A contemporary Renaissance
She spent her childhood in Florence, amidst the shades of grey and sky-blues of the Italian Renaissance; as with her sense of understated balance and elegance, she retained them in her second life in New York. Even more so in her third and current life in London, which is where we meet her.
Carolina Bucci has followed in the footsteps of a family tradition dating back to 1885; like her family, she is a jewellery designer. Yet she has added the contemporary twist of a priceless style suitable for everyday wear. Customised chains, diamond bracelets with a tennis-effect elastic reminiscent of the Twenties, and golden scarves made on wooden looms just like in Renaissance times, like luminescence to be rolled up as desired, sold by Bergdorf & Goodman, (carolinabucci.com).
The London apartment looks out over the ground floor level, and combines the artwork of her gallery-owner husband with traces of the Bucci tradition, dragging the perfect blend of antique into contemporary life: “The important thing is to only choose pieces you like”. Candles are alight all around, accompanying us as we cross the large sitting room to the enormous kitchen, which is as tidy as Carolina herself. Next to the fridge we note the Rules of the Pyner Household (her husband’s surname). “This is the new edition. Every so often the four of us have a meeting to change them or add new ones”.
Splashes of bright colour against neutral backgrounds, it is a precise style that recalls the way Carolina Bucci dresses. She thinks in colour, and so that is our starting point.
The Secret of Colours
“Even when I studied art, what I liked was colouring, not drawing”. Perhaps it was the influence of her grandmother the painter, or perhaps her use of felt-tip pens instead of a traditional blue biro, but her agenda is a colourful diary. In short, when Carolina dresses, she colours herself. Sky-blue is an obsession, in all its shades, which are gathered together in the logo of her jewellery. Then there is grey, the one that recalls the pietra serena sandstone of the sixteenth-century home she grew up in, a grey she finds is anything but sad: “Particularly when you cut it with white”. The white lace coat is one of her favourites. Otherwise there is plenty of dusky pink. The bases are very reminiscent of the Renaissance, and she brings them to life with a shade that “pops out”. Never too many contrasts, and it is best to avoid ever putting blue with black, or pink with red: lessons learned from her childhood.
Colour is a secret to tidiness.
Given that Carolina straightens everything including labels on bottles, she solves the weighty problem of the wardrobe using colour. Behind the wardrobe doors, the clothes are divided by category and lined up like felt-tips in a box.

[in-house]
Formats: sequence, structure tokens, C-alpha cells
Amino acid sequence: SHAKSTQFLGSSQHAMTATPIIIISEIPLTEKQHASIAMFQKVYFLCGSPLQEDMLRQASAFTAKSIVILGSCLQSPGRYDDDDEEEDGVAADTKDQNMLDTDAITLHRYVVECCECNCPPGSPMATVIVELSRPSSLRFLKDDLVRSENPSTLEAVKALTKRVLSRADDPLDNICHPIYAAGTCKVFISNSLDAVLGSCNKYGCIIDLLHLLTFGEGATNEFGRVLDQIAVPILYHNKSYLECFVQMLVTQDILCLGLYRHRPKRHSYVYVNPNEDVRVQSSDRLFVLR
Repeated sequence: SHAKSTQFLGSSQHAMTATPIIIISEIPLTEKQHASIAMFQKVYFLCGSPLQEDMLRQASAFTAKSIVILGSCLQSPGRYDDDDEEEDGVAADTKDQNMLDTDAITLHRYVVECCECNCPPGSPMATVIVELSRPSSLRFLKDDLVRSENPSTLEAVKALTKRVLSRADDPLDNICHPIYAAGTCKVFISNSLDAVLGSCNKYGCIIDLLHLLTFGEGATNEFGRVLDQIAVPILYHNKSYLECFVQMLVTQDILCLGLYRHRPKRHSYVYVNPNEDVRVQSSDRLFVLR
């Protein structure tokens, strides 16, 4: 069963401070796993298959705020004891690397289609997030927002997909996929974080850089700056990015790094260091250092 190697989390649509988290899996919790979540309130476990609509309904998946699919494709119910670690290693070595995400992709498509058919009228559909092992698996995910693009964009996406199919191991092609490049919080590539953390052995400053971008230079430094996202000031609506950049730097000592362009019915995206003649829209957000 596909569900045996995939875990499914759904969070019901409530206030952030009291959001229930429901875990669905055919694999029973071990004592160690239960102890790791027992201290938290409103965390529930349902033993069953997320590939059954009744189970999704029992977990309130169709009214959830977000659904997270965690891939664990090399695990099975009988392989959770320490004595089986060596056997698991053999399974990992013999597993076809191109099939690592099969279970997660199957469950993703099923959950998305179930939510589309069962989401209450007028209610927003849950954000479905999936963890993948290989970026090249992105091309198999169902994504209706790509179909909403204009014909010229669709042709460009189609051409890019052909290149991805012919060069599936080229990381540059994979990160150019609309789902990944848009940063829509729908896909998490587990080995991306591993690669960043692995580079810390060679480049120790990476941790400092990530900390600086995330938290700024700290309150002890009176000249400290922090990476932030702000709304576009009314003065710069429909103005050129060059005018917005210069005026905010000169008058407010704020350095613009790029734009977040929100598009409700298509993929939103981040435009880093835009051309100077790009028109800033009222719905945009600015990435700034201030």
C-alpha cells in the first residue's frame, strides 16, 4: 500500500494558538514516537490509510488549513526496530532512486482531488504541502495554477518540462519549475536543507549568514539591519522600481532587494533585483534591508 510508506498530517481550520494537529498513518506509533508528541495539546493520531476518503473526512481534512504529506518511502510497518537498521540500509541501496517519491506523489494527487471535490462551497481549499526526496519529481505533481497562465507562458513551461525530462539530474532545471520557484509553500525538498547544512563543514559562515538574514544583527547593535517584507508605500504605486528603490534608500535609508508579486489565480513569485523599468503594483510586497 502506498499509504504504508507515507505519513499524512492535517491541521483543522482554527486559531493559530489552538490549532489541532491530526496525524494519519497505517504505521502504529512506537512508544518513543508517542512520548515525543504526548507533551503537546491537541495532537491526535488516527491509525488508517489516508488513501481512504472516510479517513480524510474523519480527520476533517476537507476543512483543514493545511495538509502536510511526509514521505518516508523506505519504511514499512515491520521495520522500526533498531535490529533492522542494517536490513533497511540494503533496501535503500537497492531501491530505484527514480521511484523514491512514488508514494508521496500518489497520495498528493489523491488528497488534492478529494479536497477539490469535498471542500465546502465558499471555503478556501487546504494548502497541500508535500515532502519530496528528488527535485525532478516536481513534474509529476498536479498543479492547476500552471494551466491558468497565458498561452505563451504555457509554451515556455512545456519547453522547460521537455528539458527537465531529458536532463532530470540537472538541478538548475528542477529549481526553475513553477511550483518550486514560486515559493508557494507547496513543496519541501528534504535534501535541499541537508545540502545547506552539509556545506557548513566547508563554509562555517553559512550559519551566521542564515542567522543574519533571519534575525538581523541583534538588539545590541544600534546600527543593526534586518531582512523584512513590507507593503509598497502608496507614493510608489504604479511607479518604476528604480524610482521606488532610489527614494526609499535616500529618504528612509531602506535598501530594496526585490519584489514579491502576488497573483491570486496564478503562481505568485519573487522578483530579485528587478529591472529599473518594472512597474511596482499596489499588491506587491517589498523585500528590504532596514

The Secret of Style
The source of inspiration is the ’60s. Sophia Loren on a speed boat: the neck scarf, the wood finishes and the ring. A statement made with very little, a touch of utterly natural glamour which is never overdone. Exactly the same applies to the jewellery. It is something that reflects your personality, a detail that is a hallmark, something which lasts forever without ever hogging the limelight.
Never: letter pendants
Always: lit candles. Large ones in small spaces. Different ones scattered about individually in larger areas.
The obsession: an umbrella instead of a hat, and a large one too; to make sure she got it right she designed her own one. It is on sale with her own logo.
I always embark my luggage, even if I am only away for three days. I want to have several options so that I don’t feel out of place anywhere, as it all depends on how you feel that day. Outfits and sets of accessories are created. Every theme - swimwear, underwear, socks, jewellery… has its own bag. Every dress or shirt has to be folded in three, not in two, so that it doesn’t leave a visible crease. The clothes are the perfect means of going from day to night with just a change of shoes and accessories. The bag is large in size, and there is more than one clutch bag for the evenings. There are lots of sandals, all flat, added to which I add one pair of high heels. Preferably large, often made by Tod’s.
In my bag
An enormous purse where I keep everything, even photographs. The agenda is the only untidy thing I have, but I am still a woman who does things on paper. Felt-tips. I write in colour, two at a time, and I change them on different days. Keys Lip balm, no beauty products, not even a hairbrush. The telephone The computer It’s a Renaissance-inspired amalgamation